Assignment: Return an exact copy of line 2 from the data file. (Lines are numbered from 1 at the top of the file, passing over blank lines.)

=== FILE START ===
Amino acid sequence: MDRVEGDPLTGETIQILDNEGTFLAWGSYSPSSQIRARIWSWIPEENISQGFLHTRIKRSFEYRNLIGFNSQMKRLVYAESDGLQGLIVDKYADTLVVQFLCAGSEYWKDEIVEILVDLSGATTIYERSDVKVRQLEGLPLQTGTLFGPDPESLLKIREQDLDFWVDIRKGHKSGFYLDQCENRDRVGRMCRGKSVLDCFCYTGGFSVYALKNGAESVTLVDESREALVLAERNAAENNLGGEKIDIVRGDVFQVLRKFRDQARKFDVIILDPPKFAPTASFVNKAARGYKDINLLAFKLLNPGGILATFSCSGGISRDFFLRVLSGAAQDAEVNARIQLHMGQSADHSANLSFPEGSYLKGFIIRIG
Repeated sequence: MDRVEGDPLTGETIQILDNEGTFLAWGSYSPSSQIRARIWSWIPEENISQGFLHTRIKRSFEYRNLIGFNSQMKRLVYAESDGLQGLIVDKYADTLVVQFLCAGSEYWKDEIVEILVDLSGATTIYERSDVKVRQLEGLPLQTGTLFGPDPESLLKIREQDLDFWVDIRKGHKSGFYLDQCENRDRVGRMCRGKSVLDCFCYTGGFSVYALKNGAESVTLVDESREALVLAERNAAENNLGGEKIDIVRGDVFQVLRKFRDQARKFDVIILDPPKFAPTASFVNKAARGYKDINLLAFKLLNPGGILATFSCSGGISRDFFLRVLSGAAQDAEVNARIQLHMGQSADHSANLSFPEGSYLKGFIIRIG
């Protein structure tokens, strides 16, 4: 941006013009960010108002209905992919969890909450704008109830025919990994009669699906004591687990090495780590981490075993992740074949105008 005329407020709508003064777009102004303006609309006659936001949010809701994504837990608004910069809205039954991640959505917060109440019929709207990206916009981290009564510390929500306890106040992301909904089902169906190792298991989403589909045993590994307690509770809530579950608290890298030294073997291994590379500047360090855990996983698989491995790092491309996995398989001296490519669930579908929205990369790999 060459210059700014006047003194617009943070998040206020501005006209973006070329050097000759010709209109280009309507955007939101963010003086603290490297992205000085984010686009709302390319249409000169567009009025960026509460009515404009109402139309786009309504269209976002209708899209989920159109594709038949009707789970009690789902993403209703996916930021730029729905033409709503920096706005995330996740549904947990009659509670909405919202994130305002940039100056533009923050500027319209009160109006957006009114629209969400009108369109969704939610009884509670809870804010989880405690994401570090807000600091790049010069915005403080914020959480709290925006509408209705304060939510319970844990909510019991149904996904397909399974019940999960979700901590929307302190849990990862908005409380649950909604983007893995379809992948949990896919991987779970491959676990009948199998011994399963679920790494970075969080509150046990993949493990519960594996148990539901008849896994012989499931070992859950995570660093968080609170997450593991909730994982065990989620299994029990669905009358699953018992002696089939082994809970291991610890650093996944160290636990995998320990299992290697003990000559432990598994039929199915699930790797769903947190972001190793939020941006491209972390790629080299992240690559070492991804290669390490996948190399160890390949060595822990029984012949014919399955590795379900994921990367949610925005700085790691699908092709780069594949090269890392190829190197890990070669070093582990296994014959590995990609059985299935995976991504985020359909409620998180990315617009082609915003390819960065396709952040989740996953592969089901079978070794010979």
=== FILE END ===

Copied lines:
Repeated sequence: MDRVEGDPLTGETIQILDNEGTFLAWGSYSPSSQIRARIWSWIPEENISQGFLHTRIKRSFEYRNLIGFNSQMKRLVYAESDGLQGLIVDKYADTLVVQFLCAGSEYWKDEIVEILVDLSGATTIYERSDVKVRQLEGLPLQTGTLFGPDPESLLKIREQDLDFWVDIRKGHKSGFYLDQCENRDRVGRMCRGKSVLDCFCYTGGFSVYALKNGAESVTLVDESREALVLAERNAAENNLGGEKIDIVRGDVFQVLRKFRDQARKFDVIILDPPKFAPTASFVNKAARGYKDINLLAFKLLNPGGILATFSCSGGISRDFFLRVLSGAAQDAEVNARIQLHMGQSADHSANLSFPEGSYLKGFIIRIG